9. The computer system of claim 7 wherein the power supply selector further comprises a voltage regulator connected between the second input and the third switch means.
10. The computer system of claim 7 wherein the first voltage is less than the second voltage.
11. The computer system of claim 7 wherein the first voltage is +3.3 volts and the second voltage is +5 volts.
12. The computer system of claim 7 wherein the first voltage is +3.3 volts and the second voltage is +5 volts.
13. Apparatus for selecting one of two voltages to be output for use as a power supply, the apparatus comprising:
a first switch means connected to a first input;
a second switch means connected between the first input and an output and further connected to the first switch means;
a third switch means connected between a second input and the output and further connected to the first and second switch means; and
first and second pairs of user-settable jumpers;
wherein when the first pair of jumpers is set and a first voltage is present at the first input, the first and second switches are in a conductive state and the third switch means is in a nonconductive state, such that only the first voltage is provided at the output;
wherein when the first pair of jumpers is set and the first voltage is not present at the first input, the first and second switches are in a nonconductive state and the third switch is in a conductive state, such that a second voltage applied at the second input is provided at the output;
wherein when the second pair of jumpers is set and the second voltage is present at the second input, the first and second switches are in a conductive state and the third switch means is in a nonconductive state, such that only the second voltage is provided at the output; and
wherein when the second pair of jumpers is set and the second voltage is not present at the second input, the first and second switches are in a nonconductive state and the third switch is in a conductive state, such that the first voltage applied at the first input is provided at the output.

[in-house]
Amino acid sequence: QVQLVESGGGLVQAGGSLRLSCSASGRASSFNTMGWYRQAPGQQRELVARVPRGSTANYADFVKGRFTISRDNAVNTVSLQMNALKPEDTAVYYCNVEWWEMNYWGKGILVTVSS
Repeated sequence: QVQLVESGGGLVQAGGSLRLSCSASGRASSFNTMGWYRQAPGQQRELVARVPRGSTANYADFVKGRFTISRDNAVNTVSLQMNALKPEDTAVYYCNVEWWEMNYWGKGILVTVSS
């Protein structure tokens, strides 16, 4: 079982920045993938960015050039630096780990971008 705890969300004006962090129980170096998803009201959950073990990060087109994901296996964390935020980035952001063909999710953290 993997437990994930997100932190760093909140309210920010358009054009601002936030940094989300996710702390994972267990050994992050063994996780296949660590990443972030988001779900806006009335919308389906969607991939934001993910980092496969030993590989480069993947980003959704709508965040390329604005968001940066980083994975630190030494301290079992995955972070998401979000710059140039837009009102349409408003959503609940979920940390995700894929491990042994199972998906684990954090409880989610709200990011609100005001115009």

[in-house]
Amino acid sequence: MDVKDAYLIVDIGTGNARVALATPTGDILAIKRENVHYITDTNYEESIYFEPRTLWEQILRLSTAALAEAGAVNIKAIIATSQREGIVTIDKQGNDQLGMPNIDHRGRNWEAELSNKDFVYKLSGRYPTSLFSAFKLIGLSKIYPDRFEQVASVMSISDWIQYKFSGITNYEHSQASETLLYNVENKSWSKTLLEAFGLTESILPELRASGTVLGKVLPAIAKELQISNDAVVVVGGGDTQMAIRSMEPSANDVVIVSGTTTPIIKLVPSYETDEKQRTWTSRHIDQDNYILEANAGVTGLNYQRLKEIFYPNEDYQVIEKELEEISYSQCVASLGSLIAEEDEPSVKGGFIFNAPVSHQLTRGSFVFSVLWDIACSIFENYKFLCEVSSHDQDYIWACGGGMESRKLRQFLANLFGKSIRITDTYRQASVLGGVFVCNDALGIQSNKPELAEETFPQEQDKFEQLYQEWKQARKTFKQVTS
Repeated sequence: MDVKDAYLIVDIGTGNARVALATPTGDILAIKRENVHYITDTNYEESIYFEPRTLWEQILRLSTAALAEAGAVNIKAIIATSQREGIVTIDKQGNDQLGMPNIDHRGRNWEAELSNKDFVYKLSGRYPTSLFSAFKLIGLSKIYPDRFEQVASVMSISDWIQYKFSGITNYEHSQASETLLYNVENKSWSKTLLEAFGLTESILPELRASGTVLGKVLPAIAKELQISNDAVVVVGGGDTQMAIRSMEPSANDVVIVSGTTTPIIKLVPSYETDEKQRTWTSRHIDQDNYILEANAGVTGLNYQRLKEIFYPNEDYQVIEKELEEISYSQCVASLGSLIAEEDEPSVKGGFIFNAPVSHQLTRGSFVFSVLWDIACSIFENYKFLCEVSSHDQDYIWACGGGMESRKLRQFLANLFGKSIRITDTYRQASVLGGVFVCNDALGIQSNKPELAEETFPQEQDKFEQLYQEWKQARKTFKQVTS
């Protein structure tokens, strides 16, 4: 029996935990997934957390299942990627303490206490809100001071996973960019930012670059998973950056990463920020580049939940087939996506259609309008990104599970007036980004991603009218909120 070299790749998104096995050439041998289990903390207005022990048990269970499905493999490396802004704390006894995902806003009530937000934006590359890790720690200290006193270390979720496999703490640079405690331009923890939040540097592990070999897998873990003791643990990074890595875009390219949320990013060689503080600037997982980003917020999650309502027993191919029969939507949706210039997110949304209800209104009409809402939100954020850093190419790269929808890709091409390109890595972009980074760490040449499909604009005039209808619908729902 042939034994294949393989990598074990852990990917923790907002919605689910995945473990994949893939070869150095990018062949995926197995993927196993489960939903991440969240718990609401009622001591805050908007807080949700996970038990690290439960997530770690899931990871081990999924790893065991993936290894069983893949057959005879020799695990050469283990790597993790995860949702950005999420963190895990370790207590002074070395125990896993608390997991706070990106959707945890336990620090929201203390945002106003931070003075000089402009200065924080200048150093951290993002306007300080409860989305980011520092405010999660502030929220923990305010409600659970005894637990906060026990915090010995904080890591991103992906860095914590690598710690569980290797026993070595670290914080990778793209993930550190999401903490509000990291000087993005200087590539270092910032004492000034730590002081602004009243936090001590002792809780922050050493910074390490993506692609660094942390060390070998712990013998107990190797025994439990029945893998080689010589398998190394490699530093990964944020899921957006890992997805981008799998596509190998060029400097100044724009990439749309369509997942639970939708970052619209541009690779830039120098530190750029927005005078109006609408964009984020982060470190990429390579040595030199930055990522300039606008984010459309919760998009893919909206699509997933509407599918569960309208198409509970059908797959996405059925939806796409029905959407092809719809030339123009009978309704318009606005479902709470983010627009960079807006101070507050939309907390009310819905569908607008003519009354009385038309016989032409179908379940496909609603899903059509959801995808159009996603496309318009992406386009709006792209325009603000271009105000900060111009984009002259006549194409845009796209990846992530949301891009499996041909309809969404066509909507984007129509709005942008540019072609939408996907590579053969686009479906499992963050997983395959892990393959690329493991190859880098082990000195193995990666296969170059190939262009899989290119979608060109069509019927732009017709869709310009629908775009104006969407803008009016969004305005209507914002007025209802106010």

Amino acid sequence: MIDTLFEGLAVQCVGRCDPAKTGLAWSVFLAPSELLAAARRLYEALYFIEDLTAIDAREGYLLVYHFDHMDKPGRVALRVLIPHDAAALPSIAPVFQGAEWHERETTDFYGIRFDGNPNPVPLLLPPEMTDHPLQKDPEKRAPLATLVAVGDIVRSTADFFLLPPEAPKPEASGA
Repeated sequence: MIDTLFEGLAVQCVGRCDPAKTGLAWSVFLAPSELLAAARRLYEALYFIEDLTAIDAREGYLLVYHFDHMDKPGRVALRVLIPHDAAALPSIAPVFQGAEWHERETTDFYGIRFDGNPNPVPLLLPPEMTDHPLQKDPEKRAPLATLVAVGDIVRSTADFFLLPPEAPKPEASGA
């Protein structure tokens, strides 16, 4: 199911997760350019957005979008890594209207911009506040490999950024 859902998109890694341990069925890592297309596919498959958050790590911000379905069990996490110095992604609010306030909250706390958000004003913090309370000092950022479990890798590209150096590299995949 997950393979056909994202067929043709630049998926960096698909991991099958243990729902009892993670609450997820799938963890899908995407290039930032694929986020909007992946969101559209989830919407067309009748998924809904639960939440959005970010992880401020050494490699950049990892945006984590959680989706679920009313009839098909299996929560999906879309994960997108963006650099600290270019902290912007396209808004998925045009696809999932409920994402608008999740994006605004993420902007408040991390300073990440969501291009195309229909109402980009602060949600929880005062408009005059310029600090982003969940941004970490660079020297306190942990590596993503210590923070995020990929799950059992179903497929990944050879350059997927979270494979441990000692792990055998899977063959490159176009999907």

14. The apparatus of claim 13 wherein the first, second, and third switch means are transistors.
15. The apparatus of claim 13 further comprising a voltage regulator connected between the second input and the third switch means.
16. The apparatus of claim 13 wherein the first voltage is +5 volts and the second voltage is +3.3 volts.
17. The apparatus of claim 13 wherein the first voltage is +3.3 volts and the second voltage is +5 volts.
Description
BACKGROUND

The disclosures herein relate generally to Advanced Configuration and Power Interface ("ACPI")-compliant Peripheral Component Interface ("PCI") devices and more particularly to an automatic power supply selector for such devices.

In early 1997, Intel Corporation, Microsoft Corporation, and Toshiba America Information Systems Inc. published an open specification to bring easy, flexible power management to a broad array of personal computer ("PC") products, including servers, business systems, and desktop and portable computers. The new specification, known as the Advanced Configuration and Power Interface Specification ("ACPI") version 1.0, enables PCS to come on instantly when accessed by a user and to remain available to perform automated tasks after they are turned off. ACPI enhances power management in PCS to provide a low-power sleep state that can be used instead of turning the PC off. ACPI also enables PCS to turn on and off peripherals such as CD-ROMs, network cards, hard disk drives and printers, as well as consumer electronics connected to a PC, such as VCRs, TVS, phones and stereos. Using ACPI, connected devices in turn will be able to activate the PC, making it easier for users to perform automated tasks and to integrate PCS into home communications and entertainment centers.

At least one type of motherboard produced by a well-known PC manufacturer does not support ACPI, but does provide a +3.3 volt power supply at a Vaux pin of each PCI adapter slot for connecting PCI devices to a PCI bus thereof, in addition to main power supply pins, defined as Vcc. The Vaux pin is defined as pin A14 in the PCI Local Bus Specification, PCI Special Interest Group, Rev. 2.1 (1995) (hereinafter "PCI 2.1 specification"), which is hereby incorporated by reference in its entirety. The Vaux pin along with a control pin A19, which is defined as PME#, are required for designs whether they are ACPI-compliant or not.